The Devil’s rope

Sugar Glider (Petaurus breviceps) caught on barbed-wire fence, country Victoria. Photo R. Mancini.

Anecdotal reports from landholders and biologists suggest that the entanglement and subsequent death of animals on barbed-wire fences is widespread in Australia. Rodney van der Ree, “Barbed Wire Fencing as a Hazard for Wildlife”, The Victorian Naturalist, 116 (6), 1999.

Over ten years ago Rodney’s study found that 62 species of wildlife have been recorded as being trapped on barbed-wire fences. Recent sources quote 72 species. Figures can’t prepare any naturalist for the disappointment of finding some native creature dead on a fence — it seems like the only time you get to see something up close it’s usually dead.

Rod found gliding marsupials to be the most commonly caught animals, followed by birds and bats. His records came from a wide range of  habitats, and 95% of entanglements occurred on standard-height farm fencing.

Yellow Spoonbill (Platalea flavipes), on station fence near Carnarvon Gorge National Park. Photo R. Ashdown.

The barbed-wire fence was a useful invention for land-holders. Wire fences used before the invention of the barb consisted of only one strand of wire, which was constantly broken by the weight of cattle pressing against it. Michael Kelly made a significant improvement to wire fencing with an invention that “twisted two wires together to form a cable for barbs — the first of its kind in America,” according to Henry D. and Frances T. McCallum, the authors of The Wire That Fenced the West. Known as the “thorny fence,” Kelly’s double-strand design made the fence stronger, and the painful barbs taught cattle to keep their distance.

Predictably, other inventors sought to improve upon Kelly’s designs; among them was Joseph Glidden, a farmer from De Kalb, Illinois. In 1873 and 1874, patents were issued for various designs to strengthen Kelly’s invention, but the recognized winner in this series of improvements was Glidden’s simple wire barb locked onto a double-strand wire. Glidden’s invention made barbed wire more effective not only because he described a method for locking the barbs in place, but also because he developed the machinery to mass-produce the wire. His invention also survived court challenges from other inventors. Glidden’s patent, prevailing in both litigation and sales, was soon known as “the winner.” Today, it remains the most familiar style of barbed wire. Glidden’s patent, No. 157124, was issued on November 24, 1874.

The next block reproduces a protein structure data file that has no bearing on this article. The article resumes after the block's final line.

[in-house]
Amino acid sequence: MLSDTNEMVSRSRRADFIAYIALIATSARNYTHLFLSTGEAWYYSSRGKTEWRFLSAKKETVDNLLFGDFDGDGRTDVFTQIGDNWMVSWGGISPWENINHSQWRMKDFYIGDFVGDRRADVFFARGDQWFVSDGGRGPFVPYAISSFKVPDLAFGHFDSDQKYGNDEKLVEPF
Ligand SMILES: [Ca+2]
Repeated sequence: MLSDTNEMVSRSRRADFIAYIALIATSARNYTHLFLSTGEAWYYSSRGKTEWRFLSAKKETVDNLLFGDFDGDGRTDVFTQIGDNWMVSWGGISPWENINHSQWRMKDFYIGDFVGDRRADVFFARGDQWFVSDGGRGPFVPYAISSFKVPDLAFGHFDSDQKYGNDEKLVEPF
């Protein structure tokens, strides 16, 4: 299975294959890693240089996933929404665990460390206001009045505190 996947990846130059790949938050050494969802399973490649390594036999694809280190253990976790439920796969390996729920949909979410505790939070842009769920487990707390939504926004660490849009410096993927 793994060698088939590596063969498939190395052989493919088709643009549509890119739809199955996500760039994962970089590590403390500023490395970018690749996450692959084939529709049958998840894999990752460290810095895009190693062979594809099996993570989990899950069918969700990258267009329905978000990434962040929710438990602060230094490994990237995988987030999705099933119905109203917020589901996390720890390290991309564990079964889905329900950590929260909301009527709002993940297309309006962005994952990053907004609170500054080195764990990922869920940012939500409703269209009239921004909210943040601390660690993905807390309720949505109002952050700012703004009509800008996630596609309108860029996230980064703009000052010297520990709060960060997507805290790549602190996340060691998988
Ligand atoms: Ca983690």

Native Americans referred to this wire as “the Devil’s rope.”

Little Red Flying Fox (Pteropus scapulatus), on a golf driving range fence, suburban Brisbane. It’s a depressing day as a wildlife fan to come across a beautiful animal such as this that has recently died on a fence. In this case the fence was within the Brisbane Koala Conservation Zone, where barbed wire-topped fences are banned. Photo R. Ashdown.

What can be done about animals and barbed-wire fences? Luckily there is now lots of good information about alternatives.

  • If you already have barbed wire fences, the top strand of barbed wire could be replaced with ordinary wire, this would help stop gliders, bats and birds being caught.
  • An alternate method to stop flying animals being caught is to use old garden hose slit down its length, then slid over the top strand of the barbed wire.
  • Strips of cloth or any shiny material, tied at intervals along the middle strand of fencing wire, is another way to help prevent injury by alerting both flying and running animals that the wire is there.
  • The best method of all is simply to get rid of the barbed wire completely. If erecting a new fence please consider the alternatives to barbed wire.

Wildlife Friendly Fencing is a website dedicated to providing information about reducing the effects of fencing on wildlife.

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